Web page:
By Will Soutter
The National Institute of Health (NIH) has awarded a Small Business Grant to Ensysce Biosciences for optimization of single walled carbon nanotubes (SWCNTs) formulation employed in siRNA technology for drug delivery in cancer treatment.
The Small Business Grant is worth approximately US $300,000. The award augments the funds received as part of the State of Texas Emerging Technology Award and the US $1 million that was raised by the company in June 2012. The availability of funding will now enable SWCNTs formulation to be firmed up so that Investigational New Drug (IND) enabling studies can be carried out.
Though siRNA treatment is deemed to hold great potential in cancer therapy, it is plagued by the problem of inadequate cellular delivery. SWCNTs are expected to help address this issue. The Small Business Grant will facilitate the advancement of this path-breaking therapeutic delivery technology prior to clinical assessment. Carbon nanotubes prove to be an effective medium in delivering unchanged agents comprising active large molecules into the sites where cancer cells are located by permeating the natural barriers present in the human body.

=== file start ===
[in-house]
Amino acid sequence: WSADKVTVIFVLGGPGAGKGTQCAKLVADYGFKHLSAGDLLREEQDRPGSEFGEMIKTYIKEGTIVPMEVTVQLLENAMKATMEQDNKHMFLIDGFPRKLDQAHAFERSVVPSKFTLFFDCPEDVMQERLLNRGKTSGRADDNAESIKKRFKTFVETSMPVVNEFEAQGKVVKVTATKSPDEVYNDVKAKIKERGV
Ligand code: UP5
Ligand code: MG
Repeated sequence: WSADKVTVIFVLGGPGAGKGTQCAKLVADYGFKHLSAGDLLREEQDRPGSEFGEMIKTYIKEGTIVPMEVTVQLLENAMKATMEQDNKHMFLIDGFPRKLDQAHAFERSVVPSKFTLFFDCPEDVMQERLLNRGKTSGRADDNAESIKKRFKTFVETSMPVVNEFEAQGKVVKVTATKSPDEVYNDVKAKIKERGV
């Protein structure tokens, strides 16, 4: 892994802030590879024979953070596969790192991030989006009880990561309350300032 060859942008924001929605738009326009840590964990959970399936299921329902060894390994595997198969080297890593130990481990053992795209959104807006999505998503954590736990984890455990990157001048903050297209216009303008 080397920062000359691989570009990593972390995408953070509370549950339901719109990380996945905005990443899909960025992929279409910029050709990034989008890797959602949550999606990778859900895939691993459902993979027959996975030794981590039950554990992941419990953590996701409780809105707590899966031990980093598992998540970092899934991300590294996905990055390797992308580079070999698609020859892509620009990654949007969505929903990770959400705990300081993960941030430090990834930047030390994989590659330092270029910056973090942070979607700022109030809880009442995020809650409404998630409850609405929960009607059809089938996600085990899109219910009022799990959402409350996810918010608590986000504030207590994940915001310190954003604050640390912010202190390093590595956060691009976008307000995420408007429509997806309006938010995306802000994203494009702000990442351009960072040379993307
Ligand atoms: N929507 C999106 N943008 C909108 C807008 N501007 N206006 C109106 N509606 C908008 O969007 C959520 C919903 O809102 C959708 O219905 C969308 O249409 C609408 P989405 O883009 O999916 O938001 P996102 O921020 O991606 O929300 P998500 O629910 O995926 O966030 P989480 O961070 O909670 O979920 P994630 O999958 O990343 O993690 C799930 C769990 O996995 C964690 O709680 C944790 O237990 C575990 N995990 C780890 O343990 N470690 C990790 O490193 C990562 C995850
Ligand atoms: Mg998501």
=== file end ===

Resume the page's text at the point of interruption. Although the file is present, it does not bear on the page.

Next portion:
Dr. Kirkpatrick, CEO of Ensysce, stated that studies on animals have repeatedly demonstrated the SWCNT delivery of siRNA to tumor sites effectively. The drug will be moved into human studies subsequent to late preclinical assessment once the formulation of the SWCNT is finalized.
Ensysce is situated in the Texas Medical Center’s Biotechnology Commercialization Center. The location was chosen in order to facilitate the company’s collaboration with Rice University.